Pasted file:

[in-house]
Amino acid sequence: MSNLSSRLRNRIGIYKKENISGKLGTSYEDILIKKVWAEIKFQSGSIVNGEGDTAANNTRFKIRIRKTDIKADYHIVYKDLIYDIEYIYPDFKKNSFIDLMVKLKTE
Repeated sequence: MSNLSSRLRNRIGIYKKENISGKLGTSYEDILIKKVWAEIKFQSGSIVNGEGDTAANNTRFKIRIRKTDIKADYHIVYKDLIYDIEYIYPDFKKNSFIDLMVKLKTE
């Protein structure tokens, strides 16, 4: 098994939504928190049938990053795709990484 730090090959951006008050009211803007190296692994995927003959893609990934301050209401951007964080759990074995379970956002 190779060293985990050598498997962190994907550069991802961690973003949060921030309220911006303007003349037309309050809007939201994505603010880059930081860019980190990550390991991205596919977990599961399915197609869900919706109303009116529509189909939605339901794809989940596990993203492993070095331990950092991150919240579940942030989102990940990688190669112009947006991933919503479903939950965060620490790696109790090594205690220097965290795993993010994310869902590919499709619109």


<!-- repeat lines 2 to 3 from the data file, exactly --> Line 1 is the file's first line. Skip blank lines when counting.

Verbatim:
Amino acid sequence: MSNLSSRLRNRIGIYKKENISGKLGTSYEDILIKKVWAEIKFQSGSIVNGEGDTAANNTRFKIRIRKTDIKADYHIVYKDLIYDIEYIYPDFKKNSFIDLMVKLKTE
Repeated sequence: MSNLSSRLRNRIGIYKKENISGKLGTSYEDILIKKVWAEIKFQSGSIVNGEGDTAANNTRFKIRIRKTDIKADYHIVYKDLIYDIEYIYPDFKKNSFIDLMVKLKTE